The exhibition commemorates the 100th anniversary of Rik Wouters’s death. This Belgian fauvist painter (1882-1916) devoted a large part of his oeuvre to the exploration of serene and intimate domesticity through portraits of his wife Nel. His longing for a bucolic way of life, detached from urban frenzy, was informed by David Thoreau’s transcendentalist inquiry into simple living as a conduit for personal introspection, and took artistic form in a series of unfinished canvases depicting scenes of harmonious homeliness.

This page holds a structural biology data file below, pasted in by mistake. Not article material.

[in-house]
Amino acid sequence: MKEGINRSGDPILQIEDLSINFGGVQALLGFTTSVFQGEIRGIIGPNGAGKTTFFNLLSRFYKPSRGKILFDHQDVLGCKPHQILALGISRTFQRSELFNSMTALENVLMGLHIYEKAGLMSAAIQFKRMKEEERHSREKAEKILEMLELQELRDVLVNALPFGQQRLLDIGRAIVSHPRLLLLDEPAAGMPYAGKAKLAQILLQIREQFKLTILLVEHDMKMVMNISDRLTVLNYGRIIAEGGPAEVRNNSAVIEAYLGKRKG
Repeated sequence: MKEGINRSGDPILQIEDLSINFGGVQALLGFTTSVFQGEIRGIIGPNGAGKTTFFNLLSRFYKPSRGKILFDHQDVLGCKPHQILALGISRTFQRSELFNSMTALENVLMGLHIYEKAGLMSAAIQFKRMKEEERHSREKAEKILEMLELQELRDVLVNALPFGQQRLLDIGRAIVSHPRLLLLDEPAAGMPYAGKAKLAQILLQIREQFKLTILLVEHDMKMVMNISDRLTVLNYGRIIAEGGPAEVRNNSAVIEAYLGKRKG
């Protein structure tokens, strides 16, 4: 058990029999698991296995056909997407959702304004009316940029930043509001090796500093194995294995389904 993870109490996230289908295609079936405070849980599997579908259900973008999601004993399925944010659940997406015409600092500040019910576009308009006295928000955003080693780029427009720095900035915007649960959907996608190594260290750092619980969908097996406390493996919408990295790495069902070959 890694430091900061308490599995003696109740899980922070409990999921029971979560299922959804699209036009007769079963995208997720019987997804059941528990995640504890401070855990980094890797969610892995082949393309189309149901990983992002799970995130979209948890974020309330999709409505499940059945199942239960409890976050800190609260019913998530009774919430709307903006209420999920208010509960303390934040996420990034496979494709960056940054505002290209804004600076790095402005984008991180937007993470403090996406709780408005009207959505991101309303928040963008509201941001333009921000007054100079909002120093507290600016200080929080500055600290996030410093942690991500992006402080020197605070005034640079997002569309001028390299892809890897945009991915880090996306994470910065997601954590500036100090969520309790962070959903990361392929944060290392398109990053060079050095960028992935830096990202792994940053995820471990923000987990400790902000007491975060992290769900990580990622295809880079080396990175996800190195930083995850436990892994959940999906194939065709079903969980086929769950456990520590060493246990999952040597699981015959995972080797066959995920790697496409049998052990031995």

The exhibition, thanks to a multi-disciplinary curatorial philosophy, combines different media to dissect ideas, phenomena and aesthetics. Paintings and sculptures by Rik Wouters are displayed alongside ceramics, interiors and clothing by a number of Antwerp contemporary artists (BLESS, Atelier E.B., Berlinde de Bruyckere, Ben Sledsens) and fashion designers (A.F. Vandevorst, Ann Demeulemeester, Veronique Branquinho, Haider Ackermann, Bernhard Willhelm, Walter Van Beirendonck, Christian Wijnants, Dries Van Noten, Jan-Jan Van Essche, Martin Margiela, Marina Yee, Bruno Pieters, Anne Kurris) who have each in their own way addressed the desire to regain the secure intimacy of domestic life. Unfolding through seventeen thematic sections, such as ‘Indoors,’ ‘Looking Outside,’ ‘Sculptures and Ceramics,’ and ‘Handicrafts,’ the exhibition traces a visual narrative of how simple living has been translated into figurative and applied arts by artists and designers seeking shelter in an intimate creative environment, away from the turmoil of contemporary urban societies.